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Current thoughts on UBA test as a diagnostic for portosystemic shunt

Article

Do I really need to do a bile acid stimulation test to diagnose a portosystemic shunt, or can I use urine bile acids?

Do I really need to do a bile acid stimulation test to diagnose a portosystemic shunt, or can I use urine bile acids?

For decades, clinicians have clamored for testing to help determine liver function that is sensitive, minimally influenced by extra hepatic disorders, convenient, safe, affordable, easy-to-interpret, widely available and has a one day turn-around time.

We know that persistent elevations of liver enzymes identify liver disease and direct us to go further to identify the type of disease present, but many times the decision to proceed with more invasive testing, such as biopsy, is pursued sooner in the face of an abnormal function test.

Recently, the urine bile acid (UBA) test has been shown to be a convenient means of detecting acquired liver disease causing functional, cholestatic or perfusion abnormalities. Normally, only a small amount of bile acids are eliminated in the urine. However, in both dogs and cats, high total serum bile acids (TSBA) can lead to urinary excretion of water-soluble conjugate and sulfated forms. Two prospective studies proved the UBA in randomly collected urines can effectively screen for abnormally increased TSBA in dogs and cats, and therefore can be used to test for liver dysfunction. Because the UBA is convenient, safe to obtain in very small patients, easy to interpret, sensitive, and not complicated by issues of hemolysis and lipemia, it is gaining wide popularity among clinicians.

It has been noted that animals with portosystemic vascular anomalies (PSVA) do not develop UBA values as high as anticipated considering their dynamically increased postprandial serum bile acids (PSBA). It was hypothesized that collection of random urine samples failed to capture the dynamics of the enterohepatic bile acid challenge as reflected in the PSBA test. In a poster at the 2004 ACVIM meeting, Dr. Center, et al, investigated the UBA test in dogs with PSVA's more fully and particularly the temporal association of UBA with meal consumption. Randomly collected urine samples from dogs (n=71) were entered prospectively into this study after a diagnosis of PSVA was confirmed using Doppler-assisted abdominal ultrasonography and colorectal scintigraphy or radiographic portography; 68 of the 71 dogs had liver biopsies performed.

In a separate study, serial UBA was measured in 14 normal dogs and in 22 dogs with PSVA before and 1, 2, 3, 4, 6, 8, 10 and 12 hours after feeding. Dogs with SBA greater than or equal to 25umol/L or UBA/UCr greater than or equal to 7.3 were considered to have abnormal tests.

In the 71 dogs with PSVA, test sensitivity (percentage with abnormal tests) for FSBA (fasting serum bile acids) was 89 percent, 96 percent for PSBA and 92 percent for UBA/UCr. Consistent with the initial investigation, sensitivity of the UBA/UCr in random urine was between that of the FSBA and PSBA tests. This observation suggested potential value in synchronizing urine sample collection with meal ingestion. This hypothesis was supported by the outcome of the serial UBA/UCr study where abnormally elevated UBA/UCr values were consistently encountered at the four-hour to eight-hour collection intervals (100-percent sensitivity) in dogs with PSVA. The UBA/UCr values in urine collected at these intervals were 100-percent reliable for detecting increased PSBA concentrations and therefore show great value as a clinical tool. Serial UBA/UCr and SBA samples collected in normal dogs clearly defined a lag time between meal induced SBA challenge and increase in UBA values. This data substantiates that timed urine collections have value in reflecting the dynamics of the enterohepatic SBA flux.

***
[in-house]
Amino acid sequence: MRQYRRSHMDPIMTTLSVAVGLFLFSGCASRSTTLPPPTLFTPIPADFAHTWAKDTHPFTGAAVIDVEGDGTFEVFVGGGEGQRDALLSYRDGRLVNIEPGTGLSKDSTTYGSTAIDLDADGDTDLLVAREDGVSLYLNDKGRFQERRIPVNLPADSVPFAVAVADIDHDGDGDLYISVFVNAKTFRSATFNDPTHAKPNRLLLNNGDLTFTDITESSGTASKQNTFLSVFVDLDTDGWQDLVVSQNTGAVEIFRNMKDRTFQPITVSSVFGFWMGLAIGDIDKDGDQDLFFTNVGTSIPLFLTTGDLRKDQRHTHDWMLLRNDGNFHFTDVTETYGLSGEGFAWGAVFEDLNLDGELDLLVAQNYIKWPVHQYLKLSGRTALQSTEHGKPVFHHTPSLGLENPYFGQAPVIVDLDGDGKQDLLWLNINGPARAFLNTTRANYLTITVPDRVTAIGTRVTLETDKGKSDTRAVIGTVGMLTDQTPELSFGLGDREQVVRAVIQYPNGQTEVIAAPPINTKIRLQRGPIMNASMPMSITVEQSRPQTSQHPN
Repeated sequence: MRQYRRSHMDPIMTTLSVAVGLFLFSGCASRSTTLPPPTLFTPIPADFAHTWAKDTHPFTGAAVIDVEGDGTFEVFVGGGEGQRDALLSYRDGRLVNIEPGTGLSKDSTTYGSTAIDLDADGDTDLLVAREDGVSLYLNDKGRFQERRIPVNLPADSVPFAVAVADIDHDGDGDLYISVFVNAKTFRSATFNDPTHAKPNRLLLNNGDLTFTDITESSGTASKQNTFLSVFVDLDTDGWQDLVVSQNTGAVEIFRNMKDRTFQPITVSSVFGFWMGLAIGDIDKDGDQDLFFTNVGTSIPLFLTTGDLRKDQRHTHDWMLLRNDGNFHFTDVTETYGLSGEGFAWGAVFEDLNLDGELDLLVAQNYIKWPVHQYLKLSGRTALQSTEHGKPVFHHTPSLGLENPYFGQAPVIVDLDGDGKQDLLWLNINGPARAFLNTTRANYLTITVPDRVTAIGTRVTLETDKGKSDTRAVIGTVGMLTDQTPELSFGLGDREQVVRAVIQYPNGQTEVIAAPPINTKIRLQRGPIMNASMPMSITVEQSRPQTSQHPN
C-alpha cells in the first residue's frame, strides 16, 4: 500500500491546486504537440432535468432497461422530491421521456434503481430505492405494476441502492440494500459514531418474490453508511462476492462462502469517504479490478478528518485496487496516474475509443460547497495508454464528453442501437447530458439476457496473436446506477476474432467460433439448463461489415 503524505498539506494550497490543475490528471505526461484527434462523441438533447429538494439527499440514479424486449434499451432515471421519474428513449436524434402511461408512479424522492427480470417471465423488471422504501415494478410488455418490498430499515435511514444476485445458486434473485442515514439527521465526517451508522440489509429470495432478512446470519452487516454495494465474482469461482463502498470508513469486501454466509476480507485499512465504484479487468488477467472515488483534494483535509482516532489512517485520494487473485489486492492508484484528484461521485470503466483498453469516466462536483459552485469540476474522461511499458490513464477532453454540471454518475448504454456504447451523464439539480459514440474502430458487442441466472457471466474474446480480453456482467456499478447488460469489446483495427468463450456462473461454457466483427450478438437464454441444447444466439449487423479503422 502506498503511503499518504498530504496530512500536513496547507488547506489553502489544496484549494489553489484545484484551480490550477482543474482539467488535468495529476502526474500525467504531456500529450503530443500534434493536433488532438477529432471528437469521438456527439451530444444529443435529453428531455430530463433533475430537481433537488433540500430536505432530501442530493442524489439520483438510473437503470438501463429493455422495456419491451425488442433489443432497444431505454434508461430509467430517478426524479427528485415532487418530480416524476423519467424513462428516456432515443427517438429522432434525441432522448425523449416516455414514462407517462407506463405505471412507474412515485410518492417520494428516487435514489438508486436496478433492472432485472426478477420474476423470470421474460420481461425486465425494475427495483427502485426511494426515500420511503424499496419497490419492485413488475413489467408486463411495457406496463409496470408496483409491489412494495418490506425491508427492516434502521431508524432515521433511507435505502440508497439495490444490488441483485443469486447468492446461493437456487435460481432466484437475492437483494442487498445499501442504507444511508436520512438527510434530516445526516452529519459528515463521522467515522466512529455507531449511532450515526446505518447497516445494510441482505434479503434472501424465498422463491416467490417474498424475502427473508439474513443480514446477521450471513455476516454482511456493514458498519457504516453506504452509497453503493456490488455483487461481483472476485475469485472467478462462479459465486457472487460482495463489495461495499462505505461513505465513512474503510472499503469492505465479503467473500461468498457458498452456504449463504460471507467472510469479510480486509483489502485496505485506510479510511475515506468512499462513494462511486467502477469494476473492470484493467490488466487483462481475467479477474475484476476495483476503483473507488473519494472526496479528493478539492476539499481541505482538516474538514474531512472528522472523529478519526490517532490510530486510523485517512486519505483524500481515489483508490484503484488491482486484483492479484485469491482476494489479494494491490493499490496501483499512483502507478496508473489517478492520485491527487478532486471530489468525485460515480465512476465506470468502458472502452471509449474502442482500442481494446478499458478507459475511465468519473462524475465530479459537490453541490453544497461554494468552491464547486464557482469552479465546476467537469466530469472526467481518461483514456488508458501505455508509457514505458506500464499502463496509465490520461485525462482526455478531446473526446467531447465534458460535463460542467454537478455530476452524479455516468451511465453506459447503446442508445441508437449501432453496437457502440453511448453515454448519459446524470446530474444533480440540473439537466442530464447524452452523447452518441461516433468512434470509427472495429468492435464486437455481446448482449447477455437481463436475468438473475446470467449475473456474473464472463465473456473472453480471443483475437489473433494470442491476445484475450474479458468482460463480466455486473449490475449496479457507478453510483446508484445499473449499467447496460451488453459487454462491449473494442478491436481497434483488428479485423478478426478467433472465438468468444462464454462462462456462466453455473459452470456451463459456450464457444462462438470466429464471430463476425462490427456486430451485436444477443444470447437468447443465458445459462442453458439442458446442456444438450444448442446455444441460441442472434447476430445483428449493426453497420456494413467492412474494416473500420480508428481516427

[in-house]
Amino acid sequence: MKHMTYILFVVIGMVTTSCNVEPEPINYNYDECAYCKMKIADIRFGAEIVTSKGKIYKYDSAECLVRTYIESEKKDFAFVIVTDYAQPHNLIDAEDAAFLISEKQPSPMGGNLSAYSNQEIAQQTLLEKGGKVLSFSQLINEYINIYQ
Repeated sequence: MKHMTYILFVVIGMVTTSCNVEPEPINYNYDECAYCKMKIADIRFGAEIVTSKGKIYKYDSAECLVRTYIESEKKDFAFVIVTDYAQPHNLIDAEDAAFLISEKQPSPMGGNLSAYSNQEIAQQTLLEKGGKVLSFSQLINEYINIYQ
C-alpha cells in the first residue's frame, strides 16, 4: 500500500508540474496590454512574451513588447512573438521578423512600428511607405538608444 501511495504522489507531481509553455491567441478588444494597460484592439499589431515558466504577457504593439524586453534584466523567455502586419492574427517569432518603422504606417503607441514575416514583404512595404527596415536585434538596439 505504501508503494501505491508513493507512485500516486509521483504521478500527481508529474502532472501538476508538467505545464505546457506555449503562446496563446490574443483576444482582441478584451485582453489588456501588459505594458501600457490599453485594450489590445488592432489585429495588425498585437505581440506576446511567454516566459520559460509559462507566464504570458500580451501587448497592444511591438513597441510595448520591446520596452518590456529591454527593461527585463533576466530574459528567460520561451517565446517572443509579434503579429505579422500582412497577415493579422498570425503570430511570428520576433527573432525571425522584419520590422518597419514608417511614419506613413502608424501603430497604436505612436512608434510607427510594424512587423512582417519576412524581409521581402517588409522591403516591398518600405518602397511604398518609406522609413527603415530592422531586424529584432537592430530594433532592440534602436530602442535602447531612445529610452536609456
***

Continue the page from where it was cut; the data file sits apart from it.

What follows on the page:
These further investigations of the UBA/UCr test confirm its usefulness as a substitute for TSBA values. Specifically, these studies clearly demonstrate that urine samples for UBA/UCr should be collected four to eight hours after feeding for best test performance in detecting portosystemic shunting. Similar testing strategy might optimize test performance for other forms of liver disease. However, the UBA/UCr already rivals the SBA tests in most other disorders. Because this study involved complete urinary bladder voiding every two hours, the dynamics of peak test performance might differ somewhat in clinical patients voiding less frequently (high values may persist in samples collected later).

Expanded information regarding the UBA/UCr provided by these studies brings further confidence in applying this testing strategy to clinical patients. Based on these findings, timed urine samplings could be performed by an informed pet owner at home. This urine test appears to be a useful means for detecting liver dysfunction or portosystemic shunting in canine patients, and especially where there is difficulty in obtaining paired TSBA samples.

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